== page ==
“Oreste is no one, and yet it is also many. Oreste, as it is known by friends, or Project Oreste by everyone else, was created in 1997 an ended in 2001.” These the words used by Serena Carbone, the curator, on the day of the exhibit No! Oreste, No!, hosted at the MAMbo Project Room in the spring of 2019, which retraced the history of the project itself through numerous and heterogenous archived materials.
Who or what was Oreste? It all began in the first months of 1997. Cesare Pietroiusti asked a group of artists to gather at an osteria to have lunch together, to tell them about the opportunity of creating an artist summer residence in a guest house in Paliano, that was being made available by the then mayor Giuseppe Alveti.
In an interview with Artribune, on the opening day of the MAMbo exhibition, the artist Pino Boresta remembers the excitement of the moment and the immediate search for the selection criteria of the artists to invite. Those present soon came to a conclusion: the invitations were to be based on the artistic and intellectual interests that each chosen candidate could bring, in a certain historical moment in time and of a certain type of research, which were especially close to relational art.
In this laboratory, in constant evolution between 1997 and 2001, nearly 300 artists participated, including Cesare Pietroiusti, Pino Boresta, Luigi Negro, Emilio Fantin, Eva Marisaldi, Stefano Arienti, Giancarlo Norese, Carla Accardi, Luca Vitone, Bruna Esposito.
The Oreste experience was much more than an artist residence. It was a revolutionary project, which opened doors to new visions of art – independent, collective, based on relationships, gatherings, meetings and debates.
Considered as one of the main projects in Italy of relational art, Oreste was a free initiative, based entirely on exchange, sharing of ideas and active participation. It went against the rules and imagined new scenarios, new alternatives to the system,. It placed the role of the artist and his autonomy at the centre of attention, questioning the meaning of “making art” and the contexts assigned to it. It wondered if there really was an “art audience”, and what importance it gave the work of art and the artist.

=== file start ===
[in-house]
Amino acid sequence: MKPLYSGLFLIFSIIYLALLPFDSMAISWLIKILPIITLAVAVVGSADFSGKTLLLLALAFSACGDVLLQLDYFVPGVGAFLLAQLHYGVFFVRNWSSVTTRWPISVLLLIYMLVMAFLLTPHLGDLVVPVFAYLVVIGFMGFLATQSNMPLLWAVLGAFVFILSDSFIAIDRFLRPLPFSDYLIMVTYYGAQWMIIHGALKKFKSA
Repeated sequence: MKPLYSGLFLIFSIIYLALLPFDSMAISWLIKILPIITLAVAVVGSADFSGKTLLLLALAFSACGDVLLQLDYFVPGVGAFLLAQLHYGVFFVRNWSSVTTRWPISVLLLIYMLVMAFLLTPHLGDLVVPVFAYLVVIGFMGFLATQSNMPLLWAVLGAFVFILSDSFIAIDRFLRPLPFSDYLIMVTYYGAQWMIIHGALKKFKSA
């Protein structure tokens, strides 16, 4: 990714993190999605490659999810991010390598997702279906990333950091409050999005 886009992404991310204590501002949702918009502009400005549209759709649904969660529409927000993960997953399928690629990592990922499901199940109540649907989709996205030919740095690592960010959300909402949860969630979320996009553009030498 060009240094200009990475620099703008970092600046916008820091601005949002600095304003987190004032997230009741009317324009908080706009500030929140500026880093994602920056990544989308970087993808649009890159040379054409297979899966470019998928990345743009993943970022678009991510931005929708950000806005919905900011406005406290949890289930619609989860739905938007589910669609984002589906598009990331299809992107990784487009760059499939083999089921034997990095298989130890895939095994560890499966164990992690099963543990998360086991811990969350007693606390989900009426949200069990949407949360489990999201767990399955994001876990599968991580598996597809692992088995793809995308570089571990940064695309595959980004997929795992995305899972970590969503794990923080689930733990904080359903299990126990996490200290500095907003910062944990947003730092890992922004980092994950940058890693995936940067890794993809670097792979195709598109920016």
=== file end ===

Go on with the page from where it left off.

Oreste’s journey starts with Oreste O from the guesthouse in Paliano, in the province of Frosinone. In the same year it comes to Bologna via a conference organised at the Link community centre, entitled How to tell my mother that what I do means something. The artists participating in the project worked actively together, aiming to make room for all ideas. During their meetings they talk not only about art, but also (for example) about music, literature and science. In 1999 the project is part of the 48th Venice Biennale, upon inviation of Harald Szeemann, participating in dAPERTutto with various meetings, performances, discussions, conferences and informal talks for a total of approximately 100 events with more than 500 people actively participating.
Oreste then moves on to Montescaglioso – where the last residences were organised – and finally arrives in Rome for the Le Tribù dell’arte exhibition curated by Achille Bonito Oliva. From that moment on, Oreste ceased to exist, leaving behind an archive (almost) impossible to manage, overflowing with stories and materials, precious ideas and reflections. No work of art was created during the years Oreste existed, the real artwork was the project itself.
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Translated by Ludovica Sarti